I tweet jokes. It says that right on my Twitter profile.
So on October 10, I noticed the headline “Why Accountants Must Focus More on Fraud,” and at 10:25 EDT, I composed the following brilliantly hilarious tweet:
I know. Go change your pants.
In exactly two minutes, a fellow CPA sent me this reply:
I didn’t know if this guy was being meta-sarcastic or the r-word. Didn’t matter because I was like,
and high-fived myself (really just clapped once over my head). But this guys doesn’t stop:
Yeah. You saw that right. I retweeted it. I did so to show that Anil is not just a modifier for the word “retentive,” and I came back with this:
Not great. Definitely not as good as when Chad Allen jumped on the dog pile:
Then I changed my pants. Mr. Rathofkhan finally realized what was happening.
But I don’t think he really laughed out loud.
And that was just the beginning of my Thursday.
At 1:35 MDT, I received an email from the CPE Manager of my state society regarding a presentation I was scheduled to give at a luncheon for my local chapter. The title of my presentation was “How to Cheat Your Way to the Highest Levels of Professional Ethics.”
I know. Go change your pants.
In the email, the CPE Manager informed me that the CEO of the state society “has received some phone calls/emails from members who are offended by the title,” and she asked “if it would be possible to modify the name of the chapter event.”
So it appears as though multiple members of my state society have their heads lodged in their colon to the point where they’re offended by the title of a presentation, a self-contradictory title of a presentation.
This was my response:
While it’s certainly possible to modify the name of my presentation, I’d prefer not to. I think it’s great that some members of the UACPA are offended by the title “How to Cheat Your Way to the Highest Levels of Professional Ethics” because if those people showed up at the luncheon, they’d hate it. By self-selecting out of the event, they’ll avoid wasting their time.
I’m a CPA/comedian. That’s my niche, and the presentation’s title communicates that. I’m going to deliver high-quality, insightful ethics training that’s unexpectedly entertaining and doesn’t suck.
That being said, I would consider changing the topic of my presentation from ethics to communication. I’d call it “How to Use Sarcasm to Make Sure People Know You’re Serious.”
They let me keep the title. My UACPA pride increased that day.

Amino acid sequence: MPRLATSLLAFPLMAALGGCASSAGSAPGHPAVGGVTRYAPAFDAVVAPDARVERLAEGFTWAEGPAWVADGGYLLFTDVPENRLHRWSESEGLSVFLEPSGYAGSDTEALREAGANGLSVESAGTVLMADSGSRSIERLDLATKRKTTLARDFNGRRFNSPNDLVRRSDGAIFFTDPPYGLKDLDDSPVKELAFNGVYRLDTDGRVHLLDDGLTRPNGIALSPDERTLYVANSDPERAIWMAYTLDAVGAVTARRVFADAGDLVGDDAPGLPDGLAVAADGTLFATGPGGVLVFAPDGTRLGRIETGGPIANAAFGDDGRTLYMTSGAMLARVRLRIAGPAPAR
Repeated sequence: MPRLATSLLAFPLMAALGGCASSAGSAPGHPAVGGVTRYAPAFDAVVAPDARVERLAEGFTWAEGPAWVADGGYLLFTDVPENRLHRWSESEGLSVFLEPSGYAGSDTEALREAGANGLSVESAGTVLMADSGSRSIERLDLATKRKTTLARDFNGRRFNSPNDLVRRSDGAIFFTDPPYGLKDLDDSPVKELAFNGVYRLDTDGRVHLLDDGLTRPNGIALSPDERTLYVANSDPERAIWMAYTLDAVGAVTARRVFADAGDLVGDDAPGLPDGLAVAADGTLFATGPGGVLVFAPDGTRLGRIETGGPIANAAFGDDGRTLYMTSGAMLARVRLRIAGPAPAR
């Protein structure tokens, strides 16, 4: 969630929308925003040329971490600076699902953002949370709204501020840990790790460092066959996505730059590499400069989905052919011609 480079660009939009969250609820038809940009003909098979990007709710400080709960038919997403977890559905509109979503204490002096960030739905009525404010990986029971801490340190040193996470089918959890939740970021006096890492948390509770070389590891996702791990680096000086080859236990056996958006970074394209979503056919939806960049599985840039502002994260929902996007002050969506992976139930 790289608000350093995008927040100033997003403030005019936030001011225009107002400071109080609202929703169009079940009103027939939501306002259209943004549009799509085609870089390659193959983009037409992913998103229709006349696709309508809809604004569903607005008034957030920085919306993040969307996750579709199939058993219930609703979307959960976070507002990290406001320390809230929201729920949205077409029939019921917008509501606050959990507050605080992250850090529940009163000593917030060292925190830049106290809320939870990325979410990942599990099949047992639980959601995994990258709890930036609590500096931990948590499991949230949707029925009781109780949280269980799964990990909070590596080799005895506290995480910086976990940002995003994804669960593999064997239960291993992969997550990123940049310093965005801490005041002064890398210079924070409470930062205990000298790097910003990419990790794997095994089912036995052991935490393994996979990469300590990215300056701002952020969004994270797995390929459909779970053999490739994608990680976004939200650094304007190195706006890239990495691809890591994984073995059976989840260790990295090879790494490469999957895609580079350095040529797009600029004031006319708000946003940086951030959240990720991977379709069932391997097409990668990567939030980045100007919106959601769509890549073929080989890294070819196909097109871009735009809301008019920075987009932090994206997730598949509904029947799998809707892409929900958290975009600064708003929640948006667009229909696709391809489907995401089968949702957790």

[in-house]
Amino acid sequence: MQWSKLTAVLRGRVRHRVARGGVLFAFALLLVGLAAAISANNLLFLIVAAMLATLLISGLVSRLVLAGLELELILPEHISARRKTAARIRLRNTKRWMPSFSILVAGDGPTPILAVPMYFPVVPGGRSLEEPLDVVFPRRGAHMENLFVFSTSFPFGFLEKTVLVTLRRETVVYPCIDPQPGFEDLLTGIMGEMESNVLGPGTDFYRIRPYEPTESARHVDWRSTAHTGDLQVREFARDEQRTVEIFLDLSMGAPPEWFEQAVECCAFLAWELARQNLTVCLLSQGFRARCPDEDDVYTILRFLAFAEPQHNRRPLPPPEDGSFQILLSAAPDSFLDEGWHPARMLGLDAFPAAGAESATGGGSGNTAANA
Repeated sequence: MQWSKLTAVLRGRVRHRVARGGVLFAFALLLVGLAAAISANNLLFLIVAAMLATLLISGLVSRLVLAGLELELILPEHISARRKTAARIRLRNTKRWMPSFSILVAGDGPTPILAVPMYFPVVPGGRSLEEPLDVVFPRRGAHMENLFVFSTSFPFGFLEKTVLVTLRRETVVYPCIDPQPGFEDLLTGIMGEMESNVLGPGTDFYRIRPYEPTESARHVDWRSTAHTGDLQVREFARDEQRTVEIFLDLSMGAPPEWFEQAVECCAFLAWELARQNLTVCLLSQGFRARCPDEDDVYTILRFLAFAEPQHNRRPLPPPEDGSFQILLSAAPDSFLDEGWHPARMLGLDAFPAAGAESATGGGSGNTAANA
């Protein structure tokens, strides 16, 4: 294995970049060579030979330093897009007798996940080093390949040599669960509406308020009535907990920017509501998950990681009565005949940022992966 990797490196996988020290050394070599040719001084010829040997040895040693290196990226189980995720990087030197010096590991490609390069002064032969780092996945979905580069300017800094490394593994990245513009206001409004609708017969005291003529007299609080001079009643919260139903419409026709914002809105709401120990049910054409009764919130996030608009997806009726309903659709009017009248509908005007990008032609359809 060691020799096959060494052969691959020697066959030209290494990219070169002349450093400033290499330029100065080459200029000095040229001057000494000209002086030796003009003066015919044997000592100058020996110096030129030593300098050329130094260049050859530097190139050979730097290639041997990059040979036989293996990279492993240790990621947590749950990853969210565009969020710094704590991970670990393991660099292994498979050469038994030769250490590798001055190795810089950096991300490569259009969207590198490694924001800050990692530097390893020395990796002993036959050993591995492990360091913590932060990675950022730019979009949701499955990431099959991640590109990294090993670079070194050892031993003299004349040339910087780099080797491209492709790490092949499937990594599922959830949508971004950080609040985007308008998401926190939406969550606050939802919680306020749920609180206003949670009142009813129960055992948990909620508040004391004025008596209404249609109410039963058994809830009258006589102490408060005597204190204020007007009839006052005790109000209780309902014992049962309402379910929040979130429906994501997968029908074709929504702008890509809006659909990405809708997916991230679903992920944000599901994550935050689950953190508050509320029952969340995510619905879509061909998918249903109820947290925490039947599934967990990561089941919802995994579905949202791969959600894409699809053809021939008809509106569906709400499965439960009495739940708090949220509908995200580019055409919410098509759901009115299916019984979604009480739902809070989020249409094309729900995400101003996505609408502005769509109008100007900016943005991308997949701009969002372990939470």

Ron Baker once said, “A profession that can’t laugh at itself is a profession in decline.” He was wrong, but I appreciate the sentiment.
The accounting profession is not a profession that can’t laugh at itself; it’s a profession that refuses to laugh at itself. We take ourselves way too seriously, and – thanks to Sarbanes-Oxley and an increasingly complex tax code – we’re not going anywhere. We’re not in decline, but people don’t really like us at parties. So what Ron Baker meant was, “A profession that can’t laugh at itself is a profession with a declining number of invitations to parties.”
Computer nerds figured it out. They are now embraced in our society and in pop culture. They did it through self-deprecating humor. They now fit in because they were willing to admit that they didn’t fit in. People like their jokes because now the punchline is that you won’t get their jokes. Plus they play videogames and make $#!t-tons of money.
Our profession will be better off once we stop taking ourselves so damn seriously. Computer nerds did it with self-deprecation. We can catch up using double-declining self-deprecation.
Greg was born in Akron, Ohio, in the shadow of the Firestone tire factory. He began to swim competitively when he was eight, swimming for the Mountlake Terrace Lemmings. He graduated in 1995 from the University of Washington with a math degree. He chose math for the ladies. After serving ten-years as an 8th grade math teacher, he decided it was time for a career change, mainly because he “couldn’t stand those little bastards.” He began his accounting career with a local CPA firm in Orem, Utah, where he consistently failed the QuickBooks ProAdvisor advanced certification exam. Greg currently works as the Controller for the Utah Valley Physicians Plaza. He lives in Provo, Utah, with his wife and two kids. He enjoys eating maple bars, drinking Diet Pepsi, and swearing.